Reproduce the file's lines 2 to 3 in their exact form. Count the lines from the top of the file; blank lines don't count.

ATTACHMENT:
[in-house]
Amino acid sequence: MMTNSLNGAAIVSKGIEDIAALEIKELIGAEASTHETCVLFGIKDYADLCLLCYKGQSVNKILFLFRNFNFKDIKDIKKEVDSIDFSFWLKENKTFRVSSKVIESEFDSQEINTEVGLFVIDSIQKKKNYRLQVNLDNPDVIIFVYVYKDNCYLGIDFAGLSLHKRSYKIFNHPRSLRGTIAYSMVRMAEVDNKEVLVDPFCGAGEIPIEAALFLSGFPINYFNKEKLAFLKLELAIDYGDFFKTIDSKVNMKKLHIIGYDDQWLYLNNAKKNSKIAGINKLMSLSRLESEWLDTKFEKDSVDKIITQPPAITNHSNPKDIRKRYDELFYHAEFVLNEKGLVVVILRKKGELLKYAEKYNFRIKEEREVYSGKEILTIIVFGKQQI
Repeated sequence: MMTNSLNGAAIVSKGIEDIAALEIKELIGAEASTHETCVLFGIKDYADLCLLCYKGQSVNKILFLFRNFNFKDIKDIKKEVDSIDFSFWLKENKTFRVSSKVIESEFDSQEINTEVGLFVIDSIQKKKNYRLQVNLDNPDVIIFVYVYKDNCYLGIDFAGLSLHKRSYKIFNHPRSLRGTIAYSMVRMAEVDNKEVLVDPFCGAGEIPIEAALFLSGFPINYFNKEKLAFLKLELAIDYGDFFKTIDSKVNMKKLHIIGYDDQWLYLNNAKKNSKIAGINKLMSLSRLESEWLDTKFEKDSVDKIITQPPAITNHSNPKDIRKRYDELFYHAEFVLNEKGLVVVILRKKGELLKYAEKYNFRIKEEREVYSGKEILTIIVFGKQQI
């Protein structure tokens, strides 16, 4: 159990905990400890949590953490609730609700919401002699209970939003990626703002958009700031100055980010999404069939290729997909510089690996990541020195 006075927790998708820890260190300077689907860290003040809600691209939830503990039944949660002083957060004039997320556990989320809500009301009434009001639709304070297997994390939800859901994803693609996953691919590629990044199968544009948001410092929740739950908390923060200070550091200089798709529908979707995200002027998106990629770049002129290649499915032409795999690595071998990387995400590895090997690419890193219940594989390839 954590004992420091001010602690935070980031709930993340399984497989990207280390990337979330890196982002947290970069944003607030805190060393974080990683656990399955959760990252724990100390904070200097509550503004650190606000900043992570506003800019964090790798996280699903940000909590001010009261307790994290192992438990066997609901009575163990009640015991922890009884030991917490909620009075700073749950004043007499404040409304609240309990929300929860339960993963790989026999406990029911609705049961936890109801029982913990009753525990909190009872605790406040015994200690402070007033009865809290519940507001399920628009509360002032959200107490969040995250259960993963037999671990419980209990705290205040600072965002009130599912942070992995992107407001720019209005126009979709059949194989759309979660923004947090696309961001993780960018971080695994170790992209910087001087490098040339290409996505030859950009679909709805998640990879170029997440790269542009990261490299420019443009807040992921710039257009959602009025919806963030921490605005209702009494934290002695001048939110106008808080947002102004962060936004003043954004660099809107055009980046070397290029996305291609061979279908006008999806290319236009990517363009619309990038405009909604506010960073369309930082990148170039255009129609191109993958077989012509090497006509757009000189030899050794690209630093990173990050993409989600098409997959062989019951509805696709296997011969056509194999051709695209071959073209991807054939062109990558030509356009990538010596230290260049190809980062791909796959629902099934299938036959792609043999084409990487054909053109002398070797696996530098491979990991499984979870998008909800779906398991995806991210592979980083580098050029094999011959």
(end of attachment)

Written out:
Amino acid sequence: MMTNSLNGAAIVSKGIEDIAALEIKELIGAEASTHETCVLFGIKDYADLCLLCYKGQSVNKILFLFRNFNFKDIKDIKKEVDSIDFSFWLKENKTFRVSSKVIESEFDSQEINTEVGLFVIDSIQKKKNYRLQVNLDNPDVIIFVYVYKDNCYLGIDFAGLSLHKRSYKIFNHPRSLRGTIAYSMVRMAEVDNKEVLVDPFCGAGEIPIEAALFLSGFPINYFNKEKLAFLKLELAIDYGDFFKTIDSKVNMKKLHIIGYDDQWLYLNNAKKNSKIAGINKLMSLSRLESEWLDTKFEKDSVDKIITQPPAITNHSNPKDIRKRYDELFYHAEFVLNEKGLVVVILRKKGELLKYAEKYNFRIKEEREVYSGKEILTIIVFGKQQI
Repeated sequence: MMTNSLNGAAIVSKGIEDIAALEIKELIGAEASTHETCVLFGIKDYADLCLLCYKGQSVNKILFLFRNFNFKDIKDIKKEVDSIDFSFWLKENKTFRVSSKVIESEFDSQEINTEVGLFVIDSIQKKKNYRLQVNLDNPDVIIFVYVYKDNCYLGIDFAGLSLHKRSYKIFNHPRSLRGTIAYSMVRMAEVDNKEVLVDPFCGAGEIPIEAALFLSGFPINYFNKEKLAFLKLELAIDYGDFFKTIDSKVNMKKLHIIGYDDQWLYLNNAKKNSKIAGINKLMSLSRLESEWLDTKFEKDSVDKIITQPPAITNHSNPKDIRKRYDELFYHAEFVLNEKGLVVVILRKKGELLKYAEKYNFRIKEEREVYSGKEILTIIVFGKQQI